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I have downloaded source code of glibc (GNU c library), version - 2.15.90. I was tracing the code of printf() function. I am using tools cscope and ctags to browse through code. Following is the path I traverse to understand printf() function. (Here, am just mentioning function calls) :-

1. Opening file "glibc/stdio-common/printf.c"
2. int __printf (const char *format, ...)
3. __extern_always_inline int vfprintf (FILE *__restrict __stream, const char *__restrict __fmt, _G_va_list __ap)
4. int attribute_hidden __vfprintf_chk (FILE *s, int flag, const char *fmt, va_list ap)
5. int attribute_compat_text_section __nldbl___vfprintf_chk (FILE *s, int flag, const char *fmt, va_list ap)

Once I reached upto function \__nldbl___vfprintf_chk(), there is a call to __vfprintf_chk() and thus last 2 functions (mentioned in point 4 and 5) calls each other. Where did I go wrong?

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1 Answer 1

up vote 3 down vote accepted

I see no such at calls, printf quickly jumps into vfprintf which does the real work I'd say your source code browser is acting up, glibc is pretty macro intensive.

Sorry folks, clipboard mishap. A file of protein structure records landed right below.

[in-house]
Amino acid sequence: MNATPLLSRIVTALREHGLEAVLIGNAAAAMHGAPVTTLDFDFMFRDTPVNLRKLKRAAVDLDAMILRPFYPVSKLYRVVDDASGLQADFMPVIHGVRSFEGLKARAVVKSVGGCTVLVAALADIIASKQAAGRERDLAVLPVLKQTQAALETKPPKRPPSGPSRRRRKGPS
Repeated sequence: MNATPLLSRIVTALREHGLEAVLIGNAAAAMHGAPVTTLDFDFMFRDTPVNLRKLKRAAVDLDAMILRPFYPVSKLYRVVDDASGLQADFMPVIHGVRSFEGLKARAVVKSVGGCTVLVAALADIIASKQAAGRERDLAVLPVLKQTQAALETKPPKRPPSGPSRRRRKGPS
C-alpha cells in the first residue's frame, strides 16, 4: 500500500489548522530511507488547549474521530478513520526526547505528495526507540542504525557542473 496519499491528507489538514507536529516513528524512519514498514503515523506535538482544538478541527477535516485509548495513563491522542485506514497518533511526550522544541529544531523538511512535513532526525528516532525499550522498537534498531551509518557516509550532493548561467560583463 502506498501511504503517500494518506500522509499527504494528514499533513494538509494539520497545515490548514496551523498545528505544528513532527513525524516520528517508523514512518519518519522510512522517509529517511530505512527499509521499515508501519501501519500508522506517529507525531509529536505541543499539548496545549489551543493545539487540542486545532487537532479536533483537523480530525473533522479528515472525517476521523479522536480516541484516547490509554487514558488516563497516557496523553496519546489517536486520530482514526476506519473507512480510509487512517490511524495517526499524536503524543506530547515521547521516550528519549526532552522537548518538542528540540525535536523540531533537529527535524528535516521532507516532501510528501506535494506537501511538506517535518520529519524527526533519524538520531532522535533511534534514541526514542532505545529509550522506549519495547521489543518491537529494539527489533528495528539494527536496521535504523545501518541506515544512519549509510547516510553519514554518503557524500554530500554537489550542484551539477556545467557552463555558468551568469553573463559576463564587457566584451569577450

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No, OP has GCC stack-check or stack-protector or something like that enabled (probably by default by OP's distribution...) which is full of interactions with glibc and causes calls to get redirected like this... –  R.. Jan 26 '12 at 15:32
So do you mean that vfprintf() directly calls write() system call to print the output on the screen. –  shanky Jan 27 '12 at 16:43
Well no, vfprintf makes writes (copies) into the stdio buffer which may or may not be buffered or flushed, and may or may not be attached to stderr or stdout, which may or may not be attached to the current terminal. –  Matt Joiner Jan 28 '12 at 3:25
ok. I got it. Thanks a lot for your comments. –  shanky Jan 28 '12 at 17:03

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